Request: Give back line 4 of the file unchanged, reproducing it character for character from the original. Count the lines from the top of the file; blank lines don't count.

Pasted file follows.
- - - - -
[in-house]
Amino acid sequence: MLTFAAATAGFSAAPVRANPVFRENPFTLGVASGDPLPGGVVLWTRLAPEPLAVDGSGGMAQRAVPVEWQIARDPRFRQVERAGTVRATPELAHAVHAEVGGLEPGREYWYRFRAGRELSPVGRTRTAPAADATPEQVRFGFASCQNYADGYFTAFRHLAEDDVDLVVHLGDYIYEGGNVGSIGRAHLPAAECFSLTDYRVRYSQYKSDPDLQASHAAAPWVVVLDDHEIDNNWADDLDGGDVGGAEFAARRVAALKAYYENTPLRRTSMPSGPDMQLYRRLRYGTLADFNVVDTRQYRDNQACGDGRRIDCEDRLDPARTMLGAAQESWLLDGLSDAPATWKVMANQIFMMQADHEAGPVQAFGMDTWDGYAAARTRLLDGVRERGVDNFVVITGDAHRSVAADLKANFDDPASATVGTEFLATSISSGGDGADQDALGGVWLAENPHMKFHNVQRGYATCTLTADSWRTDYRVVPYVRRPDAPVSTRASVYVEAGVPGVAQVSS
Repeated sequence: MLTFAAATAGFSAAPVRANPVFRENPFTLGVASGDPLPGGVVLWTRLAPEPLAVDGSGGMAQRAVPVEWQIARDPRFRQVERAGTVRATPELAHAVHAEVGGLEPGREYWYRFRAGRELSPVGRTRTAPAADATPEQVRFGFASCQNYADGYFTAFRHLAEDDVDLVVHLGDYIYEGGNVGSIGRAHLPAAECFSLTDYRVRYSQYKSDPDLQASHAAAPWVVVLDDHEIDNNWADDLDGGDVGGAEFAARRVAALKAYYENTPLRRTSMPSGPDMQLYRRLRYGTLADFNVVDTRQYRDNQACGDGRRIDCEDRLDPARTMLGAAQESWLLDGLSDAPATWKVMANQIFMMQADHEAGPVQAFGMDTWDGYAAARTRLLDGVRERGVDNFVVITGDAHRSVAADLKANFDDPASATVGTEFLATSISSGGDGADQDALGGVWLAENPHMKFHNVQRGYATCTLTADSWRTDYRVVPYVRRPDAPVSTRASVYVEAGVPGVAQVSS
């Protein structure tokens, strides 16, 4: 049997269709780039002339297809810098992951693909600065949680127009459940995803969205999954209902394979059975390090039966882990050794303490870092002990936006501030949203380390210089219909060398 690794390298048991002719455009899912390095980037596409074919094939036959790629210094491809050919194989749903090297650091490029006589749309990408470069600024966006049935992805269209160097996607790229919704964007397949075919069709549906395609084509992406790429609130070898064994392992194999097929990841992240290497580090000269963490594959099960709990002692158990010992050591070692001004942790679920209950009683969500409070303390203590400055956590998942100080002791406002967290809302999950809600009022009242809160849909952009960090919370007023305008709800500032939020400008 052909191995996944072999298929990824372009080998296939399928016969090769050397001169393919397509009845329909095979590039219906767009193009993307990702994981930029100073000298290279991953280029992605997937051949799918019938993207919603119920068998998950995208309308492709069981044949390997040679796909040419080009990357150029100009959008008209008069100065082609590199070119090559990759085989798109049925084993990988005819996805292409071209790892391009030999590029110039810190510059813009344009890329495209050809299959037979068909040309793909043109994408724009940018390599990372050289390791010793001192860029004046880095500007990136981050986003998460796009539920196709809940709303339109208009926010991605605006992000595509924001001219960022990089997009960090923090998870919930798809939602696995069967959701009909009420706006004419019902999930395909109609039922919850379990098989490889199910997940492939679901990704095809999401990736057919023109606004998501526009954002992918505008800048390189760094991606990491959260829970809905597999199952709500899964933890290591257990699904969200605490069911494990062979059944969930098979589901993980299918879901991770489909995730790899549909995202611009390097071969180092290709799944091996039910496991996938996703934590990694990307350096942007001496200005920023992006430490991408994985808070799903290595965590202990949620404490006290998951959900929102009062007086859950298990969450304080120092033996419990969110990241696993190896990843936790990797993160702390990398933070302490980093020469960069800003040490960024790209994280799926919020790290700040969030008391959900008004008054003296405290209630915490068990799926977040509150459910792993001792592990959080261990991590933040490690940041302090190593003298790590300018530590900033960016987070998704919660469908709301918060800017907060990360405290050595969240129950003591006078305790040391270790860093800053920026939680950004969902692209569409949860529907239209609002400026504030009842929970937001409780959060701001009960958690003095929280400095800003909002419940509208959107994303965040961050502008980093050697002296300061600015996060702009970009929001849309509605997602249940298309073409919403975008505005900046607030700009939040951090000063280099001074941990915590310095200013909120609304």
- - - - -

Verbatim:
């Protein structure tokens, strides 16, 4: 049997269709780039002339297809810098992951693909600065949680127009459940995803969205999954209902394979059975390090039966882990050794303490870092002990936006501030949203380390210089219909060398 690794390298048991002719455009899912390095980037596409074919094939036959790629210094491809050919194989749903090297650091490029006589749309990408470069600024966006049935992805269209160097996607790229919704964007397949075919069709549906395609084509992406790429609130070898064994392992194999097929990841992240290497580090000269963490594959099960709990002692158990010992050591070692001004942790679920209950009683969500409070303390203590400055956590998942100080002791406002967290809302999950809600009022009242809160849909952009960090919370007023305008709800500032939020400008 052909191995996944072999298929990824372009080998296939399928016969090769050397001169393919397509009845329909095979590039219906767009193009993307990702994981930029100073000298290279991953280029992605997937051949799918019938993207919603119920068998998950995208309308492709069981044949390997040679796909040419080009990357150029100009959008008209008069100065082609590199070119090559990759085989798109049925084993990988005819996805292409071209790892391009030999590029110039810190510059813009344009890329495209050809299959037979068909040309793909043109994408724009940018390599990372050289390791010793001192860029004046880095500007990136981050986003998460796009539920196709809940709303339109208009926010991605605006992000595509924001001219960022990089997009960090923090998870919930798809939602696995069967959701009909009420706006004419019902999930395909109609039922919850379990098989490889199910997940492939679901990704095809999401990736057919023109606004998501526009954002992918505008800048390189760094991606990491959260829970809905597999199952709500899964933890290591257990699904969200605490069911494990062979059944969930098979589901993980299918879901991770489909995730790899549909995202611009390097071969180092290709799944091996039910496991996938996703934590990694990307350096942007001496200005920023992006430490991408994985808070799903290595965590202990949620404490006290998951959900929102009062007086859950298990969450304080120092033996419990969110990241696993190896990843936790990797993160702390990398933070302490980093020469960069800003040490960024790209994280799926919020790290700040969030008391959900008004008054003296405290209630915490068990799926977040509150459910792993001792592990959080261990991590933040490690940041302090190593003298790590300018530590900033960016987070998704919660469908709301918060800017907060990360405290050595969240129950003591006078305790040391270790860093800053920026939680950004969902692209569409949860529907239209609002400026504030009842929970937001409780959060701001009960958690003095929280400095800003909002419940509208959107994303965040961050502008980093050697002296300061600015996060702009970009929001849309509605997602249940298309073409919403975008505005900046607030700009939040951090000063280099001074941990915590310095200013909120609304």